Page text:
Use a neutral grip—palms facing each other—as you do these reps. Don't let your hands drift outward as you go through the exercise. Press your hands toward each other as you move the dumbbells up, which will increase the contraction in your chest.
If you have a partner, have him put his hands right on the upper part of your chest. That way, you can feel which part of your chest should be working. The mind-muscle connection is essential to building quality size.
I like to utilize partial reps at the end of each set to increase the amount of blood getting to the muscles. These partials should be really difficult. Have your partner help you do them.
Cable fly to press
I like my athletes to keep their hands open on cable flyes. Doing so gives you that extra inch or two of elbow flexion so you can stretch and squeeze your chest to a greater degree. It may seem like a little detail, but I think you'll notice a big difference.
Once you're done with the flyes, move directly into a press to really fatigue the muscle. Try to get at least 5 reps.
We're limiting the amount of rest on these FST-7 supersets in order to maximize the pump. You only get 45 seconds to catch your breath. Make sure you get a sip of water or BCAAs before you start again. It's really important that you stay hydrated. I also suggest you take a little walk instead of sitting down between sets.
When you get tired, it's easy to let the weight pull your arms back. Fight the urge. Control the weight through every rep and every set. When in doubt, slow it down.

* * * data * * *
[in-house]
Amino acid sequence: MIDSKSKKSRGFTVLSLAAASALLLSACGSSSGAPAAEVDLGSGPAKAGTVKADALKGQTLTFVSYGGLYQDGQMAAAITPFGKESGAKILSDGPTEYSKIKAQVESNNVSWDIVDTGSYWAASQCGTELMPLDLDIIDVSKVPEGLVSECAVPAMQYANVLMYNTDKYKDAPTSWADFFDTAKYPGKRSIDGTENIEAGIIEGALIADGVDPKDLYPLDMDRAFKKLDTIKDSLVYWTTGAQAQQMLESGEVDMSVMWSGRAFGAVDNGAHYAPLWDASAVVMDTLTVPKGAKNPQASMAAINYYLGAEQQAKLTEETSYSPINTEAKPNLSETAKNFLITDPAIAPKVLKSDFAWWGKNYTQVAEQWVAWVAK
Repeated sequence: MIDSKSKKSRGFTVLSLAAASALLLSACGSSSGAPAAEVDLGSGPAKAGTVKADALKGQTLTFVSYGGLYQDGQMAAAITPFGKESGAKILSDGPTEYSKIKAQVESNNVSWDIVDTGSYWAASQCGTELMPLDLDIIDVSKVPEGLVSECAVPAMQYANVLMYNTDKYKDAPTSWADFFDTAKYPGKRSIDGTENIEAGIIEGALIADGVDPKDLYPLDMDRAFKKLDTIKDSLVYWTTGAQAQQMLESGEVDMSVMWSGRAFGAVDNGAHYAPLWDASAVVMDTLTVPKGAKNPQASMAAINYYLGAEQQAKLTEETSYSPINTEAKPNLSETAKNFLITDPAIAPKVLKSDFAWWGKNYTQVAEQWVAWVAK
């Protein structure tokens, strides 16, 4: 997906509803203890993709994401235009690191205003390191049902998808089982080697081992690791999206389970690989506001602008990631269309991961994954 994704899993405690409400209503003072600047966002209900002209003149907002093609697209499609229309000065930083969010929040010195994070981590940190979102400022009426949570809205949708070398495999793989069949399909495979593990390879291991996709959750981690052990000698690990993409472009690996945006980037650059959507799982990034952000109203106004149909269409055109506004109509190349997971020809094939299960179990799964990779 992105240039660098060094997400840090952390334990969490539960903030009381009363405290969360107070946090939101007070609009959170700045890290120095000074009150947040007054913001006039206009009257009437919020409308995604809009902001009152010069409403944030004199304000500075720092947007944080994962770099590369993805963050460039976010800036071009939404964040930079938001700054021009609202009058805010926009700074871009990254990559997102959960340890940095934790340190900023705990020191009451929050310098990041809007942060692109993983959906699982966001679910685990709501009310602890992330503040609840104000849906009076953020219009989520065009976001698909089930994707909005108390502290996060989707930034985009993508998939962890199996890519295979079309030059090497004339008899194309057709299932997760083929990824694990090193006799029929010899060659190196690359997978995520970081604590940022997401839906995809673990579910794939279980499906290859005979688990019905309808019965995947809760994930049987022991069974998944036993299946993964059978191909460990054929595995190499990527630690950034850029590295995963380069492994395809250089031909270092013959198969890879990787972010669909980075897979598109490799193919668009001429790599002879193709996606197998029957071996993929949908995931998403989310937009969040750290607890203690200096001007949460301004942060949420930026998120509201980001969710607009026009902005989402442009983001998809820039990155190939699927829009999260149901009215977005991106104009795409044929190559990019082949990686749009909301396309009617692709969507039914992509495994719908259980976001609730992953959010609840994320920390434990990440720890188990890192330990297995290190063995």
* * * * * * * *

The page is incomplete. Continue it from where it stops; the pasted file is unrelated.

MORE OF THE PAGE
I like using decline push-ups because they're more difficult than regular push-ups. For really strong guys who do push-ups like they're nothing, this is a good way to challenge them.
Start with your elbows at 90 degrees, and then push up about 2-3 inches. Lower back down until your elbows are back at 90 degrees. If you're feeling strong and still have some gas in the tank, perform partial reps after your full range-of-motion reps.
These 7 sets will be really difficult. But, they're what FST-7 is all about. Push through the pain and exhaustion, but don't go so far that you hurt yourself.
Alternating dumbbell curl
When you're done with chest, you'll move into biceps curls. I like to move from alternating dumbbell curls into dumbbell curls. Some may consider that a superset, but I don't.
Don't use too much weight. If you go too heavy, your shoulders will start kicking in to assist the load you're moving. If your shoulders are doing the work, you won't get as much emphasis on your biceps.
The reason we're combining chest and biceps today is because Jeremy usually trains chest and triceps, so he's accustomed to that split. In order to break plateaus, it's important to change your routine and shock the muscle.
Cable standing double biceps curls
When you're doing these, think about putting maximum tension on your pinky and ring finger. One of the best parts of using pulleys is that they keep constant tension on your muscles, so make sure you go through the entire range of motion.
Between sets, I want you to pose. Posing helps create conditioning for posing and staying wide while you're on stage. If you have a partner, have him resist against the muscle you're posing, essentially helping you do a really long negative rep. I think negatives are great because they will create a lot of muscle damage, which means more growth.
Reverse curls are a finesse movement that will help build that outer biceps. Don't go too heavy or your shoulders will kick in. Keep your shoulders and elbows back, and your arms to the sides. Do your best to keep your chest up.
If you notice that you have to move your torso to move the weight, drop the weight. Don't cheat this movement.
FST-7 Isn't Over
Don't think this is the last you'll hear from Jeremy and me about building your best-ever physique. Stay tuned for more videos and pump-powered workouts. In the meantime, get growing.